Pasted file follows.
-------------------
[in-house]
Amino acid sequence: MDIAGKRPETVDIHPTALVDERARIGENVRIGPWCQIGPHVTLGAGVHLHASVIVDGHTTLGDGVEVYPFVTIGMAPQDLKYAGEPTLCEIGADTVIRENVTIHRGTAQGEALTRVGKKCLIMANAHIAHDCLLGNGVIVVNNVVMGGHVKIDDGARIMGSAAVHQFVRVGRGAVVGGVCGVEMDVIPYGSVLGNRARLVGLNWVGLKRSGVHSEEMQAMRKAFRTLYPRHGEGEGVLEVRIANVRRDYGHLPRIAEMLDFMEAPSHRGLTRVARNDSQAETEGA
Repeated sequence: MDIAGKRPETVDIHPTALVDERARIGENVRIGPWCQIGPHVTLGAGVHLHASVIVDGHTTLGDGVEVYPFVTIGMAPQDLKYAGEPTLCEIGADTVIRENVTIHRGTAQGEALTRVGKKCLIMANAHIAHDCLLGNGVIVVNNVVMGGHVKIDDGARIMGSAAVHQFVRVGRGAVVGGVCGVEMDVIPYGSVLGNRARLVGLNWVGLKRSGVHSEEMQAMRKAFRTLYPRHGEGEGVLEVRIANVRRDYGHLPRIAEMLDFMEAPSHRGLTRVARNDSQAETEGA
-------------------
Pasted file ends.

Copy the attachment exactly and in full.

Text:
[in-house]
Amino acid sequence: MDIAGKRPETVDIHPTALVDERARIGENVRIGPWCQIGPHVTLGAGVHLHASVIVDGHTTLGDGVEVYPFVTIGMAPQDLKYAGEPTLCEIGADTVIRENVTIHRGTAQGEALTRVGKKCLIMANAHIAHDCLLGNGVIVVNNVVMGGHVKIDDGARIMGSAAVHQFVRVGRGAVVGGVCGVEMDVIPYGSVLGNRARLVGLNWVGLKRSGVHSEEMQAMRKAFRTLYPRHGEGEGVLEVRIANVRRDYGHLPRIAEMLDFMEAPSHRGLTRVARNDSQAETEGA
Repeated sequence: MDIAGKRPETVDIHPTALVDERARIGENVRIGPWCQIGPHVTLGAGVHLHASVIVDGHTTLGDGVEVYPFVTIGMAPQDLKYAGEPTLCEIGADTVIRENVTIHRGTAQGEALTRVGKKCLIMANAHIAHDCLLGNGVIVVNNVVMGGHVKIDDGARIMGSAAVHQFVRVGRGAVVGGVCGVEMDVIPYGSVLGNRARLVGLNWVGLKRSGVHSEEMQAMRKAFRTLYPRHGEGEGVLEVRIANVRRDYGHLPRIAEMLDFMEAPSHRGLTRVARNDSQAETEGA